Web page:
University of Iowa lands almost half-a-million dollars for Alzheimer’s research

The Alzheimer’s Association is celebrating the major landmark of seeing 100-million dollars invested in research initiatives nationwide during the past year, including nearly 500-thousand dollars that targets studies solely at the University of Iowa.

U of I researcher Juliana Talarico says the work they’re doing is vital in examining risk factors — like the impact of sleep and stress — on the development of Alzheimer’s.

Talarico is considered a leading researcher in the field of psycho-social stress and cognitive decline within aging populations. Her work identifies opportunities for early prevention that may bring resilience against cognitive health issues that stem from sustained stressors.

While there is no cure for Alzheimer’s, recent advances have produced medications that can slow the disease’s progress when identified early. Talarico says the U of I’s College of Nursing is in the midst of two key Alzheimer’s research studies.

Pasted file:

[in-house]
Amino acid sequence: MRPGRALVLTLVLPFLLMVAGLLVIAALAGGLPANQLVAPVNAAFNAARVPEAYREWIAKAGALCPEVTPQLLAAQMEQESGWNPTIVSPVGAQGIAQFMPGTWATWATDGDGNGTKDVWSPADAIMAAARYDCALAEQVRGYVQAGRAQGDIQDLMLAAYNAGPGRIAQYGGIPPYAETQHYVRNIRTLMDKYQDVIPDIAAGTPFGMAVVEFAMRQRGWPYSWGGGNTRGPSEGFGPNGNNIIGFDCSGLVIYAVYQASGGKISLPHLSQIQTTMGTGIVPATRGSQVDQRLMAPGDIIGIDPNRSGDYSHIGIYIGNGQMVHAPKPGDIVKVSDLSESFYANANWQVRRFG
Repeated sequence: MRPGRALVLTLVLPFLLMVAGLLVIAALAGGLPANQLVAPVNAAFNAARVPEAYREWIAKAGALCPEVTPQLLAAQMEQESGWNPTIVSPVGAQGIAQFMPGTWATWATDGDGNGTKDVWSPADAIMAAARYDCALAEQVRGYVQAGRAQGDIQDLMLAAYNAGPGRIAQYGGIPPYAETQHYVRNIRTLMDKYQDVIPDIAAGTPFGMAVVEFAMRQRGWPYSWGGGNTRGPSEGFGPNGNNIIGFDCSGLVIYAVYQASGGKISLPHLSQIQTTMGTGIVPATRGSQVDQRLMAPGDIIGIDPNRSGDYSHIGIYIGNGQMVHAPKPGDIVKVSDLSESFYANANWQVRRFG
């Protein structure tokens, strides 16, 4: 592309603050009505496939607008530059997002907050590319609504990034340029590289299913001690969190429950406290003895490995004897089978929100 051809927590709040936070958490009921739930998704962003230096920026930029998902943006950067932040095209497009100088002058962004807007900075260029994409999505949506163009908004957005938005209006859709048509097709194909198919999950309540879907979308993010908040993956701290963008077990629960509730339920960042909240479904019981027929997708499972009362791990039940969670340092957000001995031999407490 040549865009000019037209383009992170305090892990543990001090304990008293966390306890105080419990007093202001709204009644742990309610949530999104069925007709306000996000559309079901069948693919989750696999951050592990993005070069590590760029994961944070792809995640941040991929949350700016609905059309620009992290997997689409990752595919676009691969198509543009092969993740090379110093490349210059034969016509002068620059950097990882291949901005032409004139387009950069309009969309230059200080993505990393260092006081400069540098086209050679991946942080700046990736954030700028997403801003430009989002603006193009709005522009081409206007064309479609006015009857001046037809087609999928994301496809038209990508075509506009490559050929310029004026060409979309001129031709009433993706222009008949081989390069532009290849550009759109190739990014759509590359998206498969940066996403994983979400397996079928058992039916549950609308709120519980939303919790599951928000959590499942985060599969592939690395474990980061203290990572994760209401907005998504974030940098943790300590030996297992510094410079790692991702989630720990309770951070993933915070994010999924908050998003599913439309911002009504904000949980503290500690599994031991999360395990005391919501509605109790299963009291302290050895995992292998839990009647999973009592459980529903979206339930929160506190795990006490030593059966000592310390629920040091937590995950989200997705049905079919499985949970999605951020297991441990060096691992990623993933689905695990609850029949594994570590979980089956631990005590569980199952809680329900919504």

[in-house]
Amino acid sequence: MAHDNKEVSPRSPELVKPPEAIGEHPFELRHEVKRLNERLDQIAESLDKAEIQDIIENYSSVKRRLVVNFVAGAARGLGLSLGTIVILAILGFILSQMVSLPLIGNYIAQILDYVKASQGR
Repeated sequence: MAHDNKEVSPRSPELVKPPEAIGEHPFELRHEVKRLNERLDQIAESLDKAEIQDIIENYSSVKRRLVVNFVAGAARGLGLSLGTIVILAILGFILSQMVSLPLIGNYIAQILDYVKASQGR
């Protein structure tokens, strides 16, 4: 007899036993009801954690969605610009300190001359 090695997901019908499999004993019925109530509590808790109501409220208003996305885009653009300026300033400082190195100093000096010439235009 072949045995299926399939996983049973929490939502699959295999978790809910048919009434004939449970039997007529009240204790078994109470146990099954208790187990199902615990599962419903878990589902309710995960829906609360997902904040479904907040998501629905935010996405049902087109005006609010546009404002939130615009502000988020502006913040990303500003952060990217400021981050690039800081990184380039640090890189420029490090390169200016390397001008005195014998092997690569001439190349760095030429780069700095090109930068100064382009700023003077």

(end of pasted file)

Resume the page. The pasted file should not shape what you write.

U-I researcher Wen Liu is focused on how dementia patients act and how they’re helped at mealtime. Liu has been studying countless patients in hospitals, nursing homes and memory care settings both in the U.S. and China.

Alzheimer’s is the sixth-leading cause of death in the United States. In Iowa, more than 66,000 people have been diagnosed with Alzheimer’s or dementia, and there are nearly 100,000 family and friends caring for their loved ones with the disease. This year’s unparalleled 100-million dollar commitment to research stands as the largest single-year investment since the organization’s founding in 1980.